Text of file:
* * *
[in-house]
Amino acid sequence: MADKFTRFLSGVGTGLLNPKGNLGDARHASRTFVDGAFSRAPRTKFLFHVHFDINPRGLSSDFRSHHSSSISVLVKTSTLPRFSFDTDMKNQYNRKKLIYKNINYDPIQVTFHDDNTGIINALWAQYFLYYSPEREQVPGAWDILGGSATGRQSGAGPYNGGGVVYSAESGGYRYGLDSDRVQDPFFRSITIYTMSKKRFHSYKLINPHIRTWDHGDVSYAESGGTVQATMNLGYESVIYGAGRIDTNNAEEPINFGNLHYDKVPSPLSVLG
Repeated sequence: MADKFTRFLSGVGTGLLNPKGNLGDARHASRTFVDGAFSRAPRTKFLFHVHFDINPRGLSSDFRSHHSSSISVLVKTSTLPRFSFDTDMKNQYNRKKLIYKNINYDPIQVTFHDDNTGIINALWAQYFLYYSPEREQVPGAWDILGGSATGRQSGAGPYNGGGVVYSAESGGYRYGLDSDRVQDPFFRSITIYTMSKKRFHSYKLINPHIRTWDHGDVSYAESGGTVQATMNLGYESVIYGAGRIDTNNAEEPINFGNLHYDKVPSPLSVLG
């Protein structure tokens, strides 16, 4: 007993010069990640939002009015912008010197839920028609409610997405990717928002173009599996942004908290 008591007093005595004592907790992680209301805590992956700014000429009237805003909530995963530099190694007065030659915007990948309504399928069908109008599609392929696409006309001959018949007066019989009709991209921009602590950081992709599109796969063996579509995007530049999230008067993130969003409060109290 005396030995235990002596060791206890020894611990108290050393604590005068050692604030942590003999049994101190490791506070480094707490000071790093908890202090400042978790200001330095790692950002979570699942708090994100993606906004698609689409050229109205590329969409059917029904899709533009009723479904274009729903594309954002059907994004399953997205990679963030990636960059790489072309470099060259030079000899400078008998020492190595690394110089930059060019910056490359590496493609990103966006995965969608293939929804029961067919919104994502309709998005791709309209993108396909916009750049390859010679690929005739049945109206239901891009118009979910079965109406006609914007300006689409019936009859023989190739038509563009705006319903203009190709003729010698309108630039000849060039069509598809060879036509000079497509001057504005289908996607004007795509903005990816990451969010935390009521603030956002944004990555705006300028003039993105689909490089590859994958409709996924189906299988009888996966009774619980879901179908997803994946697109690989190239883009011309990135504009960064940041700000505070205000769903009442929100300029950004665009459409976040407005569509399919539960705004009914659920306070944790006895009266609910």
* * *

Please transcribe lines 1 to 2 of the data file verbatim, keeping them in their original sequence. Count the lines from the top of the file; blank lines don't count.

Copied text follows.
[in-house]
Amino acid sequence: MADKFTRFLSGVGTGLLNPKGNLGDARHASRTFVDGAFSRAPRTKFLFHVHFDINPRGLSSDFRSHHSSSISVLVKTSTLPRFSFDTDMKNQYNRKKLIYKNINYDPIQVTFHDDNTGIINALWAQYFLYYSPEREQVPGAWDILGGSATGRQSGAGPYNGGGVVYSAESGGYRYGLDSDRVQDPFFRSITIYTMSKKRFHSYKLINPHIRTWDHGDVSYAESGGTVQATMNLGYESVIYGAGRIDTNNAEEPINFGNLHYDKVPSPLSVLG